Pride House Birmingham co-founder Neil Basterfield insisted Birmingham 2022 offered an "absolutely critical" opportunity to "start having those conversations" ©ITG

Pride House Birmingham's co-founder Neil Basterfield has called on Commonwealth bodies including the Commonwealth Games Federation (CGF) to "start having those conversations" on LGBTIQ+ legal rights across its territories.

Based here in the English city's Gay Village, Pride House Birmingham aims to provide a safe space for LGBTIQ+ people during the Birmingham 2022 Commonwealth Games.

It includes educational tools detailing the LGBTIQ+ human rights positions across the Commonwealth.

Of the 72 nations and territories set to feature at Birmingham 2022, 36 still outlaw homosexuality.

In Bangladesh, Barbados, Guyana, Pakistan, and Uganda, sexual activity between same-sex adults has a maximum sentence of life imprisonment, while in Brunei homosexuality is punishable by death.

Many of these laws date back to anti-gay legislation imposed by former colonial administrators, and Basterfield insists that the CGF and politicians, notably those in the United Kingdom's Government, have a role to play in promoting LGBTIQ+ rights.

"It really is up to the organisation, the Commonwealth Games Federation and the Commonwealth themselves to start having these conversations," Basterfield told insidethegames.

"A lot of the problems and issues are borne out of colonial legacy, so they're issues we in the UK are responsible for, creating these cultures where criminalisation has happened and it is currently difficult to decriminalise.

"It's absolutely critical to have the opportunity at Games time to start having these conversations.

"It's really important.

"What needs to happen is, the politicians, the Commonwealth Games organisers, the people who run the Commonwealth, they need to be taking the baton now and have those conversations.

"The British Government need to stand up and stop telling us that they support LGBTIQ+ rights but effectively do very little about it."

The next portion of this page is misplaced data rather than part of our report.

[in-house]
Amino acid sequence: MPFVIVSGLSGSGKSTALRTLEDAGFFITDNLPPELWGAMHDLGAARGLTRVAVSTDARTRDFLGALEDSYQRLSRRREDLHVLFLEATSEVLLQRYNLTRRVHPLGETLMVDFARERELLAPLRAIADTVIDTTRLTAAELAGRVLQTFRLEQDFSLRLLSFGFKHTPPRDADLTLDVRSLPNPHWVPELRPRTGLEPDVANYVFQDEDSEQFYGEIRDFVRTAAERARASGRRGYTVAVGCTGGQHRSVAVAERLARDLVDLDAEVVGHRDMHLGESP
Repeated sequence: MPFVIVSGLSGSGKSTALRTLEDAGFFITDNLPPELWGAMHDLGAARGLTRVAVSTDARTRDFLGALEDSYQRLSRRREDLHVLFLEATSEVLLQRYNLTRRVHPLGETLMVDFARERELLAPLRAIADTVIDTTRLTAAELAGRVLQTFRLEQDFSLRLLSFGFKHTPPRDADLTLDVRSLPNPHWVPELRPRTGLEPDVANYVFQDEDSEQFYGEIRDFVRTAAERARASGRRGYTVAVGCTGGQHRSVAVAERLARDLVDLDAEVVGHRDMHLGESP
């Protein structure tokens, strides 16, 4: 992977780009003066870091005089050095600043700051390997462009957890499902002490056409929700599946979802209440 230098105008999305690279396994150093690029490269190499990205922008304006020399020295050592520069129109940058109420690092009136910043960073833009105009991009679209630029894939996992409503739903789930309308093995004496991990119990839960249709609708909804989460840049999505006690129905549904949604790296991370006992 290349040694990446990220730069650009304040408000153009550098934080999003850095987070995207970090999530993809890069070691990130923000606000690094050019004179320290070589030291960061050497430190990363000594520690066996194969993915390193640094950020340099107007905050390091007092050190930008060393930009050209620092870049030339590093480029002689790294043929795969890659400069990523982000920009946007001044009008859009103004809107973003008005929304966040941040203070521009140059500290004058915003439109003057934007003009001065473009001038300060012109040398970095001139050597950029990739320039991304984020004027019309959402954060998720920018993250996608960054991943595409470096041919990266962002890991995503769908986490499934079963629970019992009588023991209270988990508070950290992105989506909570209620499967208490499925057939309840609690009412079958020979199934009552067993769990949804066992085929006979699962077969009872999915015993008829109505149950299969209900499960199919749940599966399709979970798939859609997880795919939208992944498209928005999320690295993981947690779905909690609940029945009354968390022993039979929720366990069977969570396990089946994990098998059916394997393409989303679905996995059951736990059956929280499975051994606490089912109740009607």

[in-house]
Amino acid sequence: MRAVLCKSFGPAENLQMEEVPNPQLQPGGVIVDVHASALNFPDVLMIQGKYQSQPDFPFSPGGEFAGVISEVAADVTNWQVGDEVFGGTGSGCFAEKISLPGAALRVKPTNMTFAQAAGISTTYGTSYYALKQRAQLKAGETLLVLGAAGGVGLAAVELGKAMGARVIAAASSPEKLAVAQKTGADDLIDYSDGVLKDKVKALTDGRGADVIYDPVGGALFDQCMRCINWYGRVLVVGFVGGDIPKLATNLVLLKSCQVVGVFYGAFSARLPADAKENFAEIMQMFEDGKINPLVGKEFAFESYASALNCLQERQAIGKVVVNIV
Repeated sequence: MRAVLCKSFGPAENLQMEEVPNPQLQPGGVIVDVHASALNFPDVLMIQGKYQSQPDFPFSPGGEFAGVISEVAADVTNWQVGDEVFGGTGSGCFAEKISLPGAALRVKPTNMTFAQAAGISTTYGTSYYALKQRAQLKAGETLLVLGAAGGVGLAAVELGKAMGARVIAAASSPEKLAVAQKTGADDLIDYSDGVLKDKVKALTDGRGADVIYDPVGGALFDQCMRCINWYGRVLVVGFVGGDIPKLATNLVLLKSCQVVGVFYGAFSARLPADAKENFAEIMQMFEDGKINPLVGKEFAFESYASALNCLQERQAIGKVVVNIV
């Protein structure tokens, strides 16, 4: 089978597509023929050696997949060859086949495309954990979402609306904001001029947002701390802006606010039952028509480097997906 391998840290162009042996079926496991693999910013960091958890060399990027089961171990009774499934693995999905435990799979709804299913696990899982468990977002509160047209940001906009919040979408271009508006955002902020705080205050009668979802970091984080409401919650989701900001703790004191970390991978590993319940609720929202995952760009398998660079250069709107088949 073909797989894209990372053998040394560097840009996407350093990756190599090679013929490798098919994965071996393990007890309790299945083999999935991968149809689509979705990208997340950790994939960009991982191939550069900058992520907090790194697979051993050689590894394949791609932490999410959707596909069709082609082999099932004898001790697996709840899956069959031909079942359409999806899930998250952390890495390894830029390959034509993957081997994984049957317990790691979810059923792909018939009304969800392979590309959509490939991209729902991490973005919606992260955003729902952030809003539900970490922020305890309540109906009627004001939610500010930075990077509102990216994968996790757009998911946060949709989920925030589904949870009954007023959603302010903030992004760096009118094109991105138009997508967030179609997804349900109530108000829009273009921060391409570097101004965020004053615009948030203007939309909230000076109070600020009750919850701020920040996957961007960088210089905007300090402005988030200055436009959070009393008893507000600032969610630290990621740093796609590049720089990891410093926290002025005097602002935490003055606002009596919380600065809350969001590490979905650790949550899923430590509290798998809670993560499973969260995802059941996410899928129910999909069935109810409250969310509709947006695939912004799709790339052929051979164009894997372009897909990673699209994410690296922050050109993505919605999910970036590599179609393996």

Thirty-six of the 72 nations and territories set to compete at Birmingham 2022 still outlaw homosexuality ©Getty Images
Thirty-six of the 72 nations and territories set to compete at Birmingham 2022 still outlaw homosexuality ©Getty Images

CGF chief executive Katie Sadleir has said that while the organisation does not "have the ability to change the laws inside countries", it can "create opportunities for people to talk in a safe environment about issues that are challenging in those countries."

Pride House Birmingham is set to have a presence in the Athletes' Villages for the first time at Birmingham 2022, and Basterfield did commend organisers for taking the step.

"To me, the importance of that is more the message that it's from the Organising Committee and people like the Commonwealth Games Federation," he said.

"We're always happy to provide that service, and up until now, no Organising Committee has embraced that concept, so for us it’s a great step forward and hopefully will pave the way for Games in the future, whether they be Commonwealth Games or other, to provide the same environment.

"And of course, it will potentially give LGBTIQ+ athletes who come from countries where they may find themselves criminalised an opportunity to find themselves and be themselves in an authentic space away from the general public."